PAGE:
Exceptional AT&T Stadium is World Cup-worthy
Qatar coach Tim Cahill is a veteran of four World Cups with Australia. The first Aussie to score at the tournament sees the home of the Cowboys as a World Cup-worthy venue that is key to Qatar’s own preparations.
“I think [AT&T] Stadium is exceptional,” said Cahill. “I don’t think the pitch is great, you could see that the both teams were struggling to play the ball on the floor and to move it quickly. But I suppose those sorts of things are just cosmetic and can be fixed.”
The surface at AT&T Stadium has long been a concern with several Mexican players sustaining injuries on poorly-installed grass surfaces, and a famous incident where Lionel Messi’s foot got stuck under a section of grass that lifted off the floor.
There are plans in place to expand the field size by raising the level several feet to cover the field-level suites and several rows of seating as part of its bid to host the World Cup Final. The field would be managed by FIFA, who would ensure a fully-grown and properly rooted grass surface.
Cahill went on to explain the importance of his players getting experience in big arenas in front of large hostile crowds before giving a further opinion on the United States’ preparations for 2026.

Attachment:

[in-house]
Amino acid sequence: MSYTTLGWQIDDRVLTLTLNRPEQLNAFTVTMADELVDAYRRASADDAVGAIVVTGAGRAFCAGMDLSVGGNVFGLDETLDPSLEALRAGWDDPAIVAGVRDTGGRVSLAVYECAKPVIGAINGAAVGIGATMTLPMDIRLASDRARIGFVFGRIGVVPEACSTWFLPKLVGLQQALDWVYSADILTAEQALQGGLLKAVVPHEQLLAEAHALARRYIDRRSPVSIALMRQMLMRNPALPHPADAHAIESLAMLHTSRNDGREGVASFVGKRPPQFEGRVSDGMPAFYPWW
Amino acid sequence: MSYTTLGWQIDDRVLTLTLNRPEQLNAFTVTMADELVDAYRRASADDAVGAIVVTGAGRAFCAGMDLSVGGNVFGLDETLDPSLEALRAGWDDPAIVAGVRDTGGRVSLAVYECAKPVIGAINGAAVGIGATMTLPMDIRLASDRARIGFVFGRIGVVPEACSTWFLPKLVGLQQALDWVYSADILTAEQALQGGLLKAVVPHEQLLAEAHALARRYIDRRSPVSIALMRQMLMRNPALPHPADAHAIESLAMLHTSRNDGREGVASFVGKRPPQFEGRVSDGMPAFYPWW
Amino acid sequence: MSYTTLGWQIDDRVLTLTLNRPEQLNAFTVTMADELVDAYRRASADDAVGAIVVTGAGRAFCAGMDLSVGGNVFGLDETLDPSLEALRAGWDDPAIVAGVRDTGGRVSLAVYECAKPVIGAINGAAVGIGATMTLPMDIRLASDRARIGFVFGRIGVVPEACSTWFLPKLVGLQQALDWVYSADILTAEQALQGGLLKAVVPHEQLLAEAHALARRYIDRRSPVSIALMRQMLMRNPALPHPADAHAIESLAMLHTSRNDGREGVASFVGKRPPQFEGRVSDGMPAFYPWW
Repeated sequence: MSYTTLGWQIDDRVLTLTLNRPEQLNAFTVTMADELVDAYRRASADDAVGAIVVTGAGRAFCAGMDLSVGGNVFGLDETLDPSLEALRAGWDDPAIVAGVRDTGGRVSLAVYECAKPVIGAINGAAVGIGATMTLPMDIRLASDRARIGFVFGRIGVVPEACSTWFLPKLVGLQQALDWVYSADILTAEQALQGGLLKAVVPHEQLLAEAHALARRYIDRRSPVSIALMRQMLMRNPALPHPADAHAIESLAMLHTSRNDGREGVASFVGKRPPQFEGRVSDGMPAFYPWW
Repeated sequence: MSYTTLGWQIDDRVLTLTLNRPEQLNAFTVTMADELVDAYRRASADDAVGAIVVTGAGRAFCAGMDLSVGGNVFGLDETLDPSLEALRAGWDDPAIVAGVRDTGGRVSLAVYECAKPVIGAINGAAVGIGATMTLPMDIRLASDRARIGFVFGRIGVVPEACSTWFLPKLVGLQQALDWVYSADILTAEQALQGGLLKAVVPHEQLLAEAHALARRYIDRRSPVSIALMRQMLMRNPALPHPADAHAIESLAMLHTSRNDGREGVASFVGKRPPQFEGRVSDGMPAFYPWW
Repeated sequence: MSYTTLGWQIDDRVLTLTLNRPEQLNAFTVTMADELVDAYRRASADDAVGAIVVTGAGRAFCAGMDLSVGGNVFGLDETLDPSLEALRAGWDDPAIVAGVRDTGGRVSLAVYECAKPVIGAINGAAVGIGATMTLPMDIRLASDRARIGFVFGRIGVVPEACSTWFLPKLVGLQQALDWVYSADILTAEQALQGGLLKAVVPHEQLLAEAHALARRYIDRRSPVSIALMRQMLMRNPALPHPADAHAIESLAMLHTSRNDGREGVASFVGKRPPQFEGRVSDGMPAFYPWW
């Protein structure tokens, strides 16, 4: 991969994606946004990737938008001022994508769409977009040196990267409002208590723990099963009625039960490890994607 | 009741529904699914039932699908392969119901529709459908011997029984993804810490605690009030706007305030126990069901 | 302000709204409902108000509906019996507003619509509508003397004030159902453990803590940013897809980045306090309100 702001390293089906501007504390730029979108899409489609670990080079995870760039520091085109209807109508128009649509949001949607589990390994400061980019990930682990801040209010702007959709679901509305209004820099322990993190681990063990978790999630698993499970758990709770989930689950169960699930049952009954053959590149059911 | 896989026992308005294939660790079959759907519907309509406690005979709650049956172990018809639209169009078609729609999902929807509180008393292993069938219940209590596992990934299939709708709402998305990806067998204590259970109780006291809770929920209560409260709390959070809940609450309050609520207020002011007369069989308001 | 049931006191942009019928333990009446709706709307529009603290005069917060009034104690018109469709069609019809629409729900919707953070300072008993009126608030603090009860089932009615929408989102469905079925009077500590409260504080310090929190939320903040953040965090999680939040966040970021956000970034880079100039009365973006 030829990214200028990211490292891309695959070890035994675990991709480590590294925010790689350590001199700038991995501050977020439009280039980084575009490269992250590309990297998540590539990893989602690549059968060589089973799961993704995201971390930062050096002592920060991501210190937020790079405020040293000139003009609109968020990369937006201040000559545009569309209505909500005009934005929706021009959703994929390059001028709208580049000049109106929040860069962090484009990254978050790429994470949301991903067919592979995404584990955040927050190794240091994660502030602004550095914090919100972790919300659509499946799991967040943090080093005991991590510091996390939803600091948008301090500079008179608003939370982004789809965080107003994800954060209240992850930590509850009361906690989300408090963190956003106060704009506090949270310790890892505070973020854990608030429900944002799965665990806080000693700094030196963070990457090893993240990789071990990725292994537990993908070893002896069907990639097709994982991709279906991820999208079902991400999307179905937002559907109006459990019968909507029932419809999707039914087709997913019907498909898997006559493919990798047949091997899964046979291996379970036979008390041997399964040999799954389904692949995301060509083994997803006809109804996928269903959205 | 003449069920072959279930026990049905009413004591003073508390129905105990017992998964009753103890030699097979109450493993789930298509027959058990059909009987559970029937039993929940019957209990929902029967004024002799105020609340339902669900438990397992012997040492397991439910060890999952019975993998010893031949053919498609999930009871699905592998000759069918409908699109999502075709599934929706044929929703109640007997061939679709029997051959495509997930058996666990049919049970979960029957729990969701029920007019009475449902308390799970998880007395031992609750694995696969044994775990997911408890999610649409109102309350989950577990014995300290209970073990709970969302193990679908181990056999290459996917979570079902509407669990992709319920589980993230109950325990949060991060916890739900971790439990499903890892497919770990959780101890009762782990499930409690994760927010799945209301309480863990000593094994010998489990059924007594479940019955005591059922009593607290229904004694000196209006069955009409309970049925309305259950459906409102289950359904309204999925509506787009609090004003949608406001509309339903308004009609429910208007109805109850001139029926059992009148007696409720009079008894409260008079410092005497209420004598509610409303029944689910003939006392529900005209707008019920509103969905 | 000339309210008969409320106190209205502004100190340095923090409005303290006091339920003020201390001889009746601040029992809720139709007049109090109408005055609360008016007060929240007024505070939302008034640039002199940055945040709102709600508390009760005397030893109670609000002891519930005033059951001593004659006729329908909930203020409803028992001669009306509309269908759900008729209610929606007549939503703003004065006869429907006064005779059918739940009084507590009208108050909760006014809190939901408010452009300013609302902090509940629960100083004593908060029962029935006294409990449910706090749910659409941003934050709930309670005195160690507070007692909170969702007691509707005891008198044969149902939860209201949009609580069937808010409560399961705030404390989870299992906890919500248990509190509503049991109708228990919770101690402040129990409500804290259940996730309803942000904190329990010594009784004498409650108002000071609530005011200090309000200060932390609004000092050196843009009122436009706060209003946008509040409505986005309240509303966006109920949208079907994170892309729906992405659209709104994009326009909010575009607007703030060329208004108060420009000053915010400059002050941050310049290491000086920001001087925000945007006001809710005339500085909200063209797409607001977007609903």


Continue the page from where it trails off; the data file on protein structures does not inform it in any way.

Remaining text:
“I wish America all the very best with it,” continued Cahill. “On this journey because it’s not easy, making sure your facilities, training grounds. It’s been difficult for us to find even training grounds to train on here. We’ve been making do with ballrooms at the hotel, walking through set plays, so hopefully they’ll have more training facilities available.”
Dallas-Fort Worth boasts the 18-field Toyota Soccer Center in Frisco and MoneyGram Park in Dallas. Both have hosted national teams for pre-tournament camps. Ross Stewart Soccer Complex in Farmers Branch – home to the Dallas Texans – was also a proposal to host the referees’ training center in 2026.
Mexico v Costa Rica
Interim Mexico coach Jaime Lozano also made six changes, mostly welcoming players back from resting for the loss to Qatar. Costa Rica head coach Luis Suarez named an unchanged XI from his side’s 6-4 win over Martinique that earned their second-place finish in group C.